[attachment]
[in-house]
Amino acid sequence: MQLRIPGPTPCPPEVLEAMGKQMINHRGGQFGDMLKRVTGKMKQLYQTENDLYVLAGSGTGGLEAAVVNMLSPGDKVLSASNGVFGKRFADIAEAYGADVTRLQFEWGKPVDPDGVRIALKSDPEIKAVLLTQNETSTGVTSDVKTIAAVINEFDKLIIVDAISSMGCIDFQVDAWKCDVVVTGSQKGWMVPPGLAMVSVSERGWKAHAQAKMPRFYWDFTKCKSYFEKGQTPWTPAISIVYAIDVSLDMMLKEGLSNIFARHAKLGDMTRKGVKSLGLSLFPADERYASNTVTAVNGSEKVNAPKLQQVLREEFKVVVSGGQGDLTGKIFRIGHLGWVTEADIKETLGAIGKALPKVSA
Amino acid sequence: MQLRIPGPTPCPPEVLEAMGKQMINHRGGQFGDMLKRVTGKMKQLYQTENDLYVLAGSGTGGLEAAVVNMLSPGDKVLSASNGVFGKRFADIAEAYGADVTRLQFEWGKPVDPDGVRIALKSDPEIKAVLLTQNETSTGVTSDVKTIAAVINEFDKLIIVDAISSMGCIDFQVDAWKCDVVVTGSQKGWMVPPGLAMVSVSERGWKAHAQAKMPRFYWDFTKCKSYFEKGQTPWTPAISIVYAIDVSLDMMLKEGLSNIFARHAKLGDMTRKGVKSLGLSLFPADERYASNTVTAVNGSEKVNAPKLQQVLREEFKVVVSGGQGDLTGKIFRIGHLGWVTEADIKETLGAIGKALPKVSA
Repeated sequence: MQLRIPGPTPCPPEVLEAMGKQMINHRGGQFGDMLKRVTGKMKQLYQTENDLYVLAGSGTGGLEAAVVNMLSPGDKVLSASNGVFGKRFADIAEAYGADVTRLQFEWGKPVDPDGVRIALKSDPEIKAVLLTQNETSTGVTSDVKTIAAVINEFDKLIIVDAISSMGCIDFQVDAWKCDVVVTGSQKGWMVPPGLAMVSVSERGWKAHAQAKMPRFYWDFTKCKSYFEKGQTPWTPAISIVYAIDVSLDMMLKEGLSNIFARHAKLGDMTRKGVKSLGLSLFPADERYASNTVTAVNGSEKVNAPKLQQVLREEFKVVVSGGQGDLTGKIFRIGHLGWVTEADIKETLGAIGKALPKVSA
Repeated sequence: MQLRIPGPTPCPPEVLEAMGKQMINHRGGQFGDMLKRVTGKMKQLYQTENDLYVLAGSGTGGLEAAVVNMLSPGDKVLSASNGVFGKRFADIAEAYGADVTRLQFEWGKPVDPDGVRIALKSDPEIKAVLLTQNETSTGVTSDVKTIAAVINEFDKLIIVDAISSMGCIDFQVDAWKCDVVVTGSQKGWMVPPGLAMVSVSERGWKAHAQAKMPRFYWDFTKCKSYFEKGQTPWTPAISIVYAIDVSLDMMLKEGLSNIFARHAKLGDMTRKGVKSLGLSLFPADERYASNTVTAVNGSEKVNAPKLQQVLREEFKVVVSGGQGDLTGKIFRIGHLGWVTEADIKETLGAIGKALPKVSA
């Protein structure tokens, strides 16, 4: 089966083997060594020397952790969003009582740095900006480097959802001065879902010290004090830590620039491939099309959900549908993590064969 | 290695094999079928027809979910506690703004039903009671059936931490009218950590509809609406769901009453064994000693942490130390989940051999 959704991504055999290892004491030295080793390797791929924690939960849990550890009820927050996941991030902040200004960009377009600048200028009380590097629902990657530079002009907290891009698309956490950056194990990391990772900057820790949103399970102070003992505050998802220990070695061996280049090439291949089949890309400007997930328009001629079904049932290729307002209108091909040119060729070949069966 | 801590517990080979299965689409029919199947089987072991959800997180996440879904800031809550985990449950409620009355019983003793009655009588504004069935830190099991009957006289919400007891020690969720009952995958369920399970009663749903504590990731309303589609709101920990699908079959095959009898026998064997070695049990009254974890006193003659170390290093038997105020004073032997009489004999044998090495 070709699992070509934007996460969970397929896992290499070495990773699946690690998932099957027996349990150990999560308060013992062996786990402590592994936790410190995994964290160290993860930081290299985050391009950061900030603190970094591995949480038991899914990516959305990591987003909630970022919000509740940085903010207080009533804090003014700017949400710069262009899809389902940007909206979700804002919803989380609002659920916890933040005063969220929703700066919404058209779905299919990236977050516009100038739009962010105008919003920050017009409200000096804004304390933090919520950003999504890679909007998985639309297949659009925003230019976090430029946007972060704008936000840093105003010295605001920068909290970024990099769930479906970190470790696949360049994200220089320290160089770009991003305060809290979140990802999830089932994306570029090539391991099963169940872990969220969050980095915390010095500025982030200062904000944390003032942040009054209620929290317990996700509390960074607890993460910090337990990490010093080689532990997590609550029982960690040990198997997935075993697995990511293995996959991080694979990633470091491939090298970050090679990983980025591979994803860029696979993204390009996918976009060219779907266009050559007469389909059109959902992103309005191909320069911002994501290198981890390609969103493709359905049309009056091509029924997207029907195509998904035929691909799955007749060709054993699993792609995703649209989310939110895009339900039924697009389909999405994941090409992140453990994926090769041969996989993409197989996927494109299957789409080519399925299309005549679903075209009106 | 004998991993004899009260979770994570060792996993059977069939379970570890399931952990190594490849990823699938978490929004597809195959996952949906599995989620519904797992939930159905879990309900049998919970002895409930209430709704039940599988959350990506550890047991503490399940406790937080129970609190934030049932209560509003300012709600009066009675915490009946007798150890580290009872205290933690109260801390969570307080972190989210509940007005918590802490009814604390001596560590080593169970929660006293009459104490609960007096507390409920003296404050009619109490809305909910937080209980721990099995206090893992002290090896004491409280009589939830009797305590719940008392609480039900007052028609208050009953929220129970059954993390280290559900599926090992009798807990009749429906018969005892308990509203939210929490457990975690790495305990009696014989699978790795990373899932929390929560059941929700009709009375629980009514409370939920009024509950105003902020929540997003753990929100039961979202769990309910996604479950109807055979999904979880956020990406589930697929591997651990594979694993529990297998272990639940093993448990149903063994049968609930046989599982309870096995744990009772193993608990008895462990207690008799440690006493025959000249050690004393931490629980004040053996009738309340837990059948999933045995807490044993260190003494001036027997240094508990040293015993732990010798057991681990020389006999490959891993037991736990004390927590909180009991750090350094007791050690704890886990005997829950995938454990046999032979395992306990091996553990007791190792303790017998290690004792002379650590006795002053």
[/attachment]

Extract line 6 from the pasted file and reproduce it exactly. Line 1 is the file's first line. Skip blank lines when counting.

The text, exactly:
């Protein structure tokens, strides 16, 4: 089966083997060594020397952790969003009582740095900006480097959802001065879902010290004090830590620039491939099309959900549908993590064969 | 290695094999079928027809979910506690703004039903009671059936931490009218950590509809609406769901009453064994000693942490130390989940051999 959704991504055999290892004491030295080793390797791929924690939960849990550890009820927050996941991030902040200004960009377009600048200028009380590097629902990657530079002009907290891009698309956490950056194990990391990772900057820790949103399970102070003992505050998802220990070695061996280049090439291949089949890309400007997930328009001629079904049932290729307002209108091909040119060729070949069966 | 801590517990080979299965689409029919199947089987072991959800997180996440879904800031809550985990449950409620009355019983003793009655009588504004069935830190099991009957006289919400007891020690969720009952995958369920399970009663749903504590990731309303589609709101920990699908079959095959009898026998064997070695049990009254974890006193003659170390290093038997105020004073032997009489004999044998090495 070709699992070509934007996460969970397929896992290499070495990773699946690690998932099957027996349990150990999560308060013992062996786990402590592994936790410190995994964290160290993860930081290299985050391009950061900030603190970094591995949480038991899914990516959305990591987003909630970022919000509740940085903010207080009533804090003014700017949400710069262009899809389902940007909206979700804002919803989380609002659920916890933040005063969220929703700066919404058209779905299919990236977050516009100038739009962010105008919003920050017009409200000096804004304390933090919520950003999504890679909007998985639309297949659009925003230019976090430029946007972060704008936000840093105003010295605001920068909290970024990099769930479906970190470790696949360049994200220089320290160089770009991003305060809290979140990802999830089932994306570029090539391991099963169940872990969220969050980095915390010095500025982030200062904000944390003032942040009054209620929290317990996700509390960074607890993460910090337990990490010093080689532990997590609550029982960690040990198997997935075993697995990511293995996959991080694979990633470091491939090298970050090679990983980025591979994803860029696979993204390009996918976009060219779907266009050559007469389909059109959902992103309005191909320069911002994501290198981890390609969103493709359905049309009056091509029924997207029907195509998904035929691909799955007749060709054993699993792609995703649209989310939110895009339900039924697009389909999405994941090409992140453990994926090769041969996989993409197989996927494109299957789409080519399925299309005549679903075209009106 | 004998991993004899009260979770994570060792996993059977069939379970570890399931952990190594490849990823699938978490929004597809195959996952949906599995989620519904797992939930159905879990309900049998919970002895409930209430709704039940599988959350990506550890047991503490399940406790937080129970609190934030049932209560509003300012709600009066009675915490009946007798150890580290009872205290933690109260801390969570307080972190989210509940007005918590802490009814604390001596560590080593169970929660006293009459104490609960007096507390409920003296404050009619109490809305909910937080209980721990099995206090893992002290090896004491409280009589939830009797305590719940008392609480039900007052028609208050009953929220129970059954993390280290559900599926090992009798807990009749429906018969005892308990509203939210929490457990975690790495305990009696014989699978790795990373899932929390929560059941929700009709009375629980009514409370939920009024509950105003902020929540997003753990929100039961979202769990309910996604479950109807055979999904979880956020990406589930697929591997651990594979694993529990297998272990639940093993448990149903063994049968609930046989599982309870096995744990009772193993608990008895462990207690008799440690006493025959000249050690004393931490629980004040053996009738309340837990059948999933045995807490044993260190003494001036027997240094508990040293015993732990010798057991681990020389006999490959891993037991736990004390927590909180009991750090350094007791050690704890886990005997829950995938454990046999032979395992306990091996553990007791190792303790017998290690004792002379650590006795002053």